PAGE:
Paññāsikhara wrote:Buddhist ethics are not a form of "legal" system, wherein some actions are sanctioned and others punished, a kind of "may" or "may not".
They are normative statements about skillful actions leading to the goal.
I agree with the 1st sentence.
But what did you have in mind by "normative"? Not a Kantian "categorical imperative", I trust, as it does seem to be mutually exclusive from the "hypothetical imperative" that are skillful actions.
I take it you are a "consequentialist" when it comes to Buddhist ethics?
Thanks for this question, which makes me stop and think a little.
Recently I've been teaching a series of classes on Buddhist Ethics which is part of a Uni Diploma course in Buddhism. It's in Chinese, and so I've been talking about 規範行為, with English "normative..." in the back of my mind.
There are a number of aspects: One is the kind of actions that would fit most closely with those considered to be ideal for following the path; Another has a social element, where that is in a Buddhist social context. There could be more, too.
And reflections about Schopen's comments on the Vinaya texts, often taken by previous scholars to be "descriptive" of the behavior of the Sangha, as opposed to perhaps "ideals" (for want of a better word at present). Something prevents me from using "proscribed" (or "prescribed" for the opposite cases), because that seems to be moving into the legalist sense I'm trying to avoid.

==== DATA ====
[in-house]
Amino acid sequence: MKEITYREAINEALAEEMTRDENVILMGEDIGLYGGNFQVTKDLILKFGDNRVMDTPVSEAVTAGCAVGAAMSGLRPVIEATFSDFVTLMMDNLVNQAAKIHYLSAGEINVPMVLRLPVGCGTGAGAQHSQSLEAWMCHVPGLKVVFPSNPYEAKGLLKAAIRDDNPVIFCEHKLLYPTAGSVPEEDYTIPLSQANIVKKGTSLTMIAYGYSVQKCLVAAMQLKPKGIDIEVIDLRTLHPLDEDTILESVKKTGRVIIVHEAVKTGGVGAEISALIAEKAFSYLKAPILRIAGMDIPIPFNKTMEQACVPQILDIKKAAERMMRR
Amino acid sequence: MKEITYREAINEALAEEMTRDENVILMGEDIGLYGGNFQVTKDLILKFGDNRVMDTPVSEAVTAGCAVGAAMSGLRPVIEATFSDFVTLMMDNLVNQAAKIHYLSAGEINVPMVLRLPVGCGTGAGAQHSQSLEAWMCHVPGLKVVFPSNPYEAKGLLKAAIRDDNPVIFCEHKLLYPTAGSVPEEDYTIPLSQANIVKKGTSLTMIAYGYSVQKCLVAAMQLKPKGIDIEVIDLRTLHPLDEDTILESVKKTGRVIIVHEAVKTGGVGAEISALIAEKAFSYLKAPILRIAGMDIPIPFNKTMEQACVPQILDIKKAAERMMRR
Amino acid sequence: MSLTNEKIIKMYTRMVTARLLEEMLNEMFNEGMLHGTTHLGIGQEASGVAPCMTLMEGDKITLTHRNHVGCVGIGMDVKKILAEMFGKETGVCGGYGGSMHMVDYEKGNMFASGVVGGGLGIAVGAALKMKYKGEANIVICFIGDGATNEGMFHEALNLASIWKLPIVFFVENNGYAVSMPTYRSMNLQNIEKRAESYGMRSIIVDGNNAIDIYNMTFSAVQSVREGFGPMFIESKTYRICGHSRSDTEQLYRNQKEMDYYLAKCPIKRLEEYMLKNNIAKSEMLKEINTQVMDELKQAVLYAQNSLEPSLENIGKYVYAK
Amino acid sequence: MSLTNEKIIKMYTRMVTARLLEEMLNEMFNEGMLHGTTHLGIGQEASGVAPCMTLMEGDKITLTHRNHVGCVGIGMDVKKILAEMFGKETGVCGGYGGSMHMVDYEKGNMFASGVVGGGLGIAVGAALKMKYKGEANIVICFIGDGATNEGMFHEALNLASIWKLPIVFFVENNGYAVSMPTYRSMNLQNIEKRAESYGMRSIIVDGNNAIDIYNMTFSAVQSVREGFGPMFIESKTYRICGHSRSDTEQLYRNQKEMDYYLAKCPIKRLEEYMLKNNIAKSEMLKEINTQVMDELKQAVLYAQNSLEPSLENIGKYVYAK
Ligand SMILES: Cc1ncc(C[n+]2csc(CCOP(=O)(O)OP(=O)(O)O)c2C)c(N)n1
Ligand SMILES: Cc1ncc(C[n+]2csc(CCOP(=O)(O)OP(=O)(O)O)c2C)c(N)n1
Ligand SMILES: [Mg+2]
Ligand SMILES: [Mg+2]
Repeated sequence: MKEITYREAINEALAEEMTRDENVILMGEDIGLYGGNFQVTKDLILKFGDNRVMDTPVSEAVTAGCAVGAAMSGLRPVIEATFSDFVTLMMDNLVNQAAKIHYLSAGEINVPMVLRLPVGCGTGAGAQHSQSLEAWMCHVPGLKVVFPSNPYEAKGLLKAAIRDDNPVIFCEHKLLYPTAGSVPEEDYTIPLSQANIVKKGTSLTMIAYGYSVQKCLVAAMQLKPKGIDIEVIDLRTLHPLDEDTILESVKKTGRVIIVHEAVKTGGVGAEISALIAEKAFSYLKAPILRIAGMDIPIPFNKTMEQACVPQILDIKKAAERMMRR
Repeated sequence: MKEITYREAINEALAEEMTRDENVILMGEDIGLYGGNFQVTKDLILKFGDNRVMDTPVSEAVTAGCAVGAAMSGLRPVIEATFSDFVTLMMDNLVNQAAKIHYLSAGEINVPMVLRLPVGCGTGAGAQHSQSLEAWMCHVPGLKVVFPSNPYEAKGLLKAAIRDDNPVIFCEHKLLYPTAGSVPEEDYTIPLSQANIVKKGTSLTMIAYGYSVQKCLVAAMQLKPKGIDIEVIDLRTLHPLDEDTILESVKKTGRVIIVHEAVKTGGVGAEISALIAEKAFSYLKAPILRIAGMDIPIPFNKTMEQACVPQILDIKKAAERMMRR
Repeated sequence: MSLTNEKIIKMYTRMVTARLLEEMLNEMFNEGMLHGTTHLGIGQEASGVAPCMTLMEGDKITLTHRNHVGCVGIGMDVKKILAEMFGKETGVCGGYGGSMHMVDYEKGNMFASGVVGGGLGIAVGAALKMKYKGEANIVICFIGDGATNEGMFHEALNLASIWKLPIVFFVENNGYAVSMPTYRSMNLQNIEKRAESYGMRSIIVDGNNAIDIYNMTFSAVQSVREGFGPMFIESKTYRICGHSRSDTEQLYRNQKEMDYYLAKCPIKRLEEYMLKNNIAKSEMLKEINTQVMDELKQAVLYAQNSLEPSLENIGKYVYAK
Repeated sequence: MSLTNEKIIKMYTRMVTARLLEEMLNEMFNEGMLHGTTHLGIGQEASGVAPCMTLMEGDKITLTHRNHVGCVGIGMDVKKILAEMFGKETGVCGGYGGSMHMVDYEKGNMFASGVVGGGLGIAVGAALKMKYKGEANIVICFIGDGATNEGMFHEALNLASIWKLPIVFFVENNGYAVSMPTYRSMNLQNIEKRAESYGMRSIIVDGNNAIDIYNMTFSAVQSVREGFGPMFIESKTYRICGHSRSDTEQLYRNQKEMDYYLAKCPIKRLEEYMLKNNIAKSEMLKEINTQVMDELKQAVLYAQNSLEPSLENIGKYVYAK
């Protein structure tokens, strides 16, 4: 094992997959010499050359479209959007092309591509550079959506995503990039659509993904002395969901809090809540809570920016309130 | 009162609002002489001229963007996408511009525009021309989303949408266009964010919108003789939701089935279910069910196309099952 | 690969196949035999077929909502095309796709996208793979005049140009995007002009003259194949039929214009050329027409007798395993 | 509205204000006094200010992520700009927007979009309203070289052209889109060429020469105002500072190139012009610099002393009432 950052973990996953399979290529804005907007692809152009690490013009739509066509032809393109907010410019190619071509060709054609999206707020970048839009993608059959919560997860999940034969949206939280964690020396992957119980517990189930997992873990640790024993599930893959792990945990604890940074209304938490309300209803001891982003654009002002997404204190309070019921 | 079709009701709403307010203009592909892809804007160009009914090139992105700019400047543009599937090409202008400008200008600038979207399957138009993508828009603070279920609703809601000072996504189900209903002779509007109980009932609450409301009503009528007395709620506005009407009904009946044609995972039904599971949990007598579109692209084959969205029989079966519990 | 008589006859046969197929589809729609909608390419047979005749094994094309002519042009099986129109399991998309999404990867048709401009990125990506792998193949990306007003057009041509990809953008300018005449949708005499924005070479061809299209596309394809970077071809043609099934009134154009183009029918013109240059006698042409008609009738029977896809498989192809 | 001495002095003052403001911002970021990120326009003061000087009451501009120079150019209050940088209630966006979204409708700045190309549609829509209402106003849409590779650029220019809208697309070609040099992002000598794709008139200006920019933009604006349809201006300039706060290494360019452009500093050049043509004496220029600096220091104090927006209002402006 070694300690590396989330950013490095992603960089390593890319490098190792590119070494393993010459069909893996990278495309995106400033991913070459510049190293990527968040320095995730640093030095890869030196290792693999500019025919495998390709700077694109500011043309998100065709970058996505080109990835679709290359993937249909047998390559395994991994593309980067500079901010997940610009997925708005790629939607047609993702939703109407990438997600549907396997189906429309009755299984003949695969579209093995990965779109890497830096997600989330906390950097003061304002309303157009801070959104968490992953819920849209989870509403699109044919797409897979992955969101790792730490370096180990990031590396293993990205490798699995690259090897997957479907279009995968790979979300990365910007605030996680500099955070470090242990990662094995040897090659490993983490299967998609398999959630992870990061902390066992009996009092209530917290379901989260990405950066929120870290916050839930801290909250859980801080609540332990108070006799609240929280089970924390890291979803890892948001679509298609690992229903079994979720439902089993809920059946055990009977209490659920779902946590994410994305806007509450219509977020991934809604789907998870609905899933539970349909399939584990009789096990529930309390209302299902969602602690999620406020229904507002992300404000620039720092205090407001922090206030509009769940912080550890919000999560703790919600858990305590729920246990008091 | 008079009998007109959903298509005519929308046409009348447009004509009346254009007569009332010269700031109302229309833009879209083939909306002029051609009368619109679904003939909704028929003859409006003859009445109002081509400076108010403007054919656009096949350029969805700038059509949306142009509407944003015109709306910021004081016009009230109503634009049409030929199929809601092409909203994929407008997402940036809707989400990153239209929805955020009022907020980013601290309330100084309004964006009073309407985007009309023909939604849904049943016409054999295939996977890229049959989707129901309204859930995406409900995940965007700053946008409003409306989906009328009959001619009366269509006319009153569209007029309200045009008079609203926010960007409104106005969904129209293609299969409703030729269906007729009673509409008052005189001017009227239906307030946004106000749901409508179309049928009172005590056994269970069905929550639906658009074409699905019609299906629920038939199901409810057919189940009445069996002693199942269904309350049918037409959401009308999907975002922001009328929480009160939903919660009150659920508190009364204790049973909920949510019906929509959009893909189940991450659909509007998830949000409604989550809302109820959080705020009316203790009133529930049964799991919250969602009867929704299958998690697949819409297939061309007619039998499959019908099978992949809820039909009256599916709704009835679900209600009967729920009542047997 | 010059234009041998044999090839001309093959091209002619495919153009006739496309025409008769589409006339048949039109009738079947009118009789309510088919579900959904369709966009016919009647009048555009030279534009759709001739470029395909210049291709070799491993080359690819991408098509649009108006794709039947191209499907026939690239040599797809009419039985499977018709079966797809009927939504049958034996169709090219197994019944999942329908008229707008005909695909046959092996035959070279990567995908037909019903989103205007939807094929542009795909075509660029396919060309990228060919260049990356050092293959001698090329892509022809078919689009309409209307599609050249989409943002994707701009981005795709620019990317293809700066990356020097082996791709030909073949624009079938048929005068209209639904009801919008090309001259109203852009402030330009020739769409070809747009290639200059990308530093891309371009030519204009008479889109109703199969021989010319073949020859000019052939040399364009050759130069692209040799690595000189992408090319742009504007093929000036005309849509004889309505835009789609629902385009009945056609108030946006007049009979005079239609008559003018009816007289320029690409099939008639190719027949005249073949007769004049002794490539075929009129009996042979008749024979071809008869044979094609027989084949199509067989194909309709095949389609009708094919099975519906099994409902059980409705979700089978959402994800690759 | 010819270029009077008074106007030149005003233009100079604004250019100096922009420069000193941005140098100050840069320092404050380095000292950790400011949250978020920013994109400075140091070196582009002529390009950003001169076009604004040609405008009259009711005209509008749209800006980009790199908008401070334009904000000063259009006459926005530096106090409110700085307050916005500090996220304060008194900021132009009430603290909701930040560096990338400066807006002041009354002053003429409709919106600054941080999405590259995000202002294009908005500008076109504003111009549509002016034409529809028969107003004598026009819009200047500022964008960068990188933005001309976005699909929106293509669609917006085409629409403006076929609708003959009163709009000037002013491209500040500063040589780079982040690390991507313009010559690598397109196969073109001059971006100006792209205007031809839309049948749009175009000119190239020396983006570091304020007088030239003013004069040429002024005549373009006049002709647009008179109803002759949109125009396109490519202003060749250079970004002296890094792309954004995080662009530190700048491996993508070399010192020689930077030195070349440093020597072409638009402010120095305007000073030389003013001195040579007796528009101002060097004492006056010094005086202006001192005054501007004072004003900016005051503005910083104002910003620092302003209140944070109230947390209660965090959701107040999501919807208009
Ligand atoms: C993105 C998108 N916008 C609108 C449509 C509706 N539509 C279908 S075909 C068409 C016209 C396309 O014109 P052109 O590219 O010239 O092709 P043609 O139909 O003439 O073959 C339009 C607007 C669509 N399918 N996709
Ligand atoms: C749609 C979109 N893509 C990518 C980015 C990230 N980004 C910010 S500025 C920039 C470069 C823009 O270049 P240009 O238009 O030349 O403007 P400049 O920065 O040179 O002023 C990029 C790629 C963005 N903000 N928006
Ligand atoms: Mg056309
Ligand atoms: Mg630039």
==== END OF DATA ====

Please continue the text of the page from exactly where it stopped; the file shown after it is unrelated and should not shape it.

As for consequentialist: Well, recent lecture series by Prof Keown which included asking whether or not Buddhism is virtue ethics, deontological, or consequentialist, had me thinking for a bit. He did make a point that Buddhism has elements of all of them, but mainly virtue and consequentialist (if I recall correctly). He seemed to think that this was maybe a bit contradictory, as though it should be either / or. Perhaps in some systems this would be the case, as there could be examples that clash with both. But, for me, believing in the law of karma which says that a wholesome (= virtuous) act can only have pleasant consequences, and unvirtuous actions unpleasant consequences, I don't see such a great disparity or distance between the two. By my understanding of the Buddhist law of karma, it's almost as though the virtue and consequentialist gap seems to close.
However, I'm no expert on modern philosophical takes on ethics, so I may just be making a great big blotch out of things!
Whatever the case, there is still a problem with either of these approaches when it comes to the fifth precept, because most Buddhist schools take the stance that drinking alcohol is not a nonvirtue itself, unlike the first four precepts which necessarily have at least some amount of unwholesome mental state behind them. In the northern traditions, this precept is called a "precept of avoidance" (something like that!), and the others "precepts by nature".
So this case is trickier than most. (The next tricky one is so-called "sexual-misconduct", but that is for quite different reasons, and disappears vis the celibacy version of "sexual conduct" in toto.)